(5)    Any other non-profit organization that recommends, furnishes, or pays for legal services to its members or beneficiaries, but only in those instances and to the extent that controlling constitutional interpretation at the time of the rendition of the services requires the allowance of such legal service activities, and only if the following conditions, unless prohibited by such interpretation, are met:

            (a)    The primary purpose of such organization do not include the rendition of legal services.

            (b)    The recommending, furnishing, or paying for legal services to its members is incidental and reasonably related to the primary purposes of such organization.

            (c)    Such organization does not derive a financial benefit from the rendition of legal services by the lawyer.

            (d)    The member or beneficiary for whom the legal services are rendered, and not such organization, is recognized as the client of the lawyer in that matter.

    The provisions of DR 2-103 and DR 2-104 (suggestion of need for legal services) were the result of lengthy studies, discussions and hearings representing many State Bar Associations, as well as the Special Committee on Evaluation of Ethical Standards and the Committee on the Availability of Legal Services of the American Bar Association. After intense debate between proponents of a rule that would broaden the scope of group legal services programs, and opponents, the language adopted represented a compromise. Our Court followed the recommendations of its committee that it make no change in the rule adopted by the American Bar Association.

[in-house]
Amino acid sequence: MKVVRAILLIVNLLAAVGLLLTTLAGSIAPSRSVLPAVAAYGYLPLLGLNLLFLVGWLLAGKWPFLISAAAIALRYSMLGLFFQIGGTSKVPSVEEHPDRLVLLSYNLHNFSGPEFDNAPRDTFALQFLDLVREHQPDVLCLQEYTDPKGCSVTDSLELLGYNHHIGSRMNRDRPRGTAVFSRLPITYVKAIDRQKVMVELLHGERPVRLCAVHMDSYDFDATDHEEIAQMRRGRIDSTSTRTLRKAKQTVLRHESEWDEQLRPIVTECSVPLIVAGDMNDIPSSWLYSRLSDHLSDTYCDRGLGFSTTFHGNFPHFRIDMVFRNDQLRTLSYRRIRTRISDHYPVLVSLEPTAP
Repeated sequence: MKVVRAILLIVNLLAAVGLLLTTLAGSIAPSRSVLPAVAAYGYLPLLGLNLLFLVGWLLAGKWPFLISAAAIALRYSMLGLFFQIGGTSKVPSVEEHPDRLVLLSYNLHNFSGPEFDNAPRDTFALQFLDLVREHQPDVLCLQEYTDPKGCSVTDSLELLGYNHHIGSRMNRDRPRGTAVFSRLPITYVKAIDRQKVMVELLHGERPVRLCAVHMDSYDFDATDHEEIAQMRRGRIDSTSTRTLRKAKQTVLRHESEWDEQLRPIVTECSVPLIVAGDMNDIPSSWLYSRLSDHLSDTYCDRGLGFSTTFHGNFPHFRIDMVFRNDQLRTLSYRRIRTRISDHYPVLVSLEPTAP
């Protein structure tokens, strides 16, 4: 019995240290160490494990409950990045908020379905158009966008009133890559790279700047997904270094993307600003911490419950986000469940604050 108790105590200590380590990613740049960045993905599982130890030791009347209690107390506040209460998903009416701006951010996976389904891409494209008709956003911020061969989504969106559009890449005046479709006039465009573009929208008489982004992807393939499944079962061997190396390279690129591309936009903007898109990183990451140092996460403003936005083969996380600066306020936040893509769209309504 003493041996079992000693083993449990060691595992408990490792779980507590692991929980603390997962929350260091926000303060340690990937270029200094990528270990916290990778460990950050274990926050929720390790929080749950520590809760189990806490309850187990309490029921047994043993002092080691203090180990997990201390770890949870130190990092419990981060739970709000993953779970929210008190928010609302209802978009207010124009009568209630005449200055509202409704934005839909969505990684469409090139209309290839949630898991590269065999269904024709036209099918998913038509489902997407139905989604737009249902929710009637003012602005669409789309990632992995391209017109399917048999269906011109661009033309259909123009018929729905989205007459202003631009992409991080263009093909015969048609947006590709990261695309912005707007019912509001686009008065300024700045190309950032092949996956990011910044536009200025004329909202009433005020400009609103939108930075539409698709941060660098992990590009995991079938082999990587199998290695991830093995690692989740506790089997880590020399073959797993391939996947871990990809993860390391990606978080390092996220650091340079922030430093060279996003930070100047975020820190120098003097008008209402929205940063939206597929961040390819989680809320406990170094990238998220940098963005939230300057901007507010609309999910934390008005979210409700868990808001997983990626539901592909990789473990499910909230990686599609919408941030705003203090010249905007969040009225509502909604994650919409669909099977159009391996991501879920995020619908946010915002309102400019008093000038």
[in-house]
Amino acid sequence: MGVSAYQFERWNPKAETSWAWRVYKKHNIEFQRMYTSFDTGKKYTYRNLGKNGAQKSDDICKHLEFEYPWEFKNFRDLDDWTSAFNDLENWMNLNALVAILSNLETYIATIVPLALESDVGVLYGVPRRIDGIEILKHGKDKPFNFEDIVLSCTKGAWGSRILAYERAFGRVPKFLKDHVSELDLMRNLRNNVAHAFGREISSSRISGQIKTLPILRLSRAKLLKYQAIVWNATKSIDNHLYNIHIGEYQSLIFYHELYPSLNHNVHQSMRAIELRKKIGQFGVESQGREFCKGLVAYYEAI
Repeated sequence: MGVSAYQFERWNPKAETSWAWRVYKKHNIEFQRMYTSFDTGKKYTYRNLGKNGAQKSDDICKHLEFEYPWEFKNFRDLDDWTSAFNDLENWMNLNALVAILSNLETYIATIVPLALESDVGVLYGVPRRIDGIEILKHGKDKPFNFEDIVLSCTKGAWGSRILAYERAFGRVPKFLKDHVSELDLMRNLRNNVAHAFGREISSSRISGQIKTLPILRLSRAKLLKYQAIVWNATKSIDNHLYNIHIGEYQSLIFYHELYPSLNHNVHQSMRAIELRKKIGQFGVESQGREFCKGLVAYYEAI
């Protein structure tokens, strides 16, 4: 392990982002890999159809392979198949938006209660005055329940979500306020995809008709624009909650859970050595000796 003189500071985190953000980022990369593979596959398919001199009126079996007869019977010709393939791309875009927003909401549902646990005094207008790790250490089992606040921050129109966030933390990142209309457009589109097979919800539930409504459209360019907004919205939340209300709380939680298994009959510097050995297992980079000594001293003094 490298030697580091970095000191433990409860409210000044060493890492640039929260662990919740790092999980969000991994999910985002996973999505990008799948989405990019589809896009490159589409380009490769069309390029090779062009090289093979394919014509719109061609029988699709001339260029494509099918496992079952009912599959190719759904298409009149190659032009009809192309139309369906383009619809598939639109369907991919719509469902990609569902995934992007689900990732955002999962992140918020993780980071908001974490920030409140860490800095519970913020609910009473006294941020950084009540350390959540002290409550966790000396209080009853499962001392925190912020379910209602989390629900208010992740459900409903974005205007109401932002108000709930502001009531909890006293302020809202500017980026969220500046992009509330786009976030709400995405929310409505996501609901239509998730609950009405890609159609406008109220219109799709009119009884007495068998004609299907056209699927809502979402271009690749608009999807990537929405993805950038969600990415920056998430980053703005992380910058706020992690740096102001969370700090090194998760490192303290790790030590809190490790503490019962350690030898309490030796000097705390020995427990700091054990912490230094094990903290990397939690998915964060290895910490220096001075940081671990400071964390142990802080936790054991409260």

First we find that controlling constitutional interpretation at the present time, requires the allowance of such legal services. Although the matrix cases involve legal services directly related to the primary purposes of the sponsoring organizations, Brotherhood of R. Trainmen v. Virginia, 377 U.S. 1 (1964), and United Mine Workers v. Ill. Bar Ass'n, 389 U.S. 217 (1967), the United States Supreme Court has indicated their scope is greater. Mr. Justice Black speaking for a divided five man court, has said in United Transportation Union v. Michigan, 401 U.S. 576, (1971):
        In the context of this case we deal with a cooperative union of workers seeking to assist its members in effectively asserting claims under the FELA. But the principle here involved cannot be limited to the facts of this case. At issue is the basic right to group legal action, a right first asserted in this Court by an association of Negroes seeking the protection of freedoms guaranteed by the Constitution. The common thread running through our decisions in NAACP v. Button, Trainmen, and United Mine Workers is that collective activity undertaken to obtain meaningful access to the courts is a fundamental right within the protection of the First Amendment. However, that right would be a hollow promise if courts could deny associations of workers or others the means of enabling their members to meet the costs of legal representation. That was the holding in United Mine Workers, Trainmen and NAACP v. Button. 401 U.S. 576, at 586.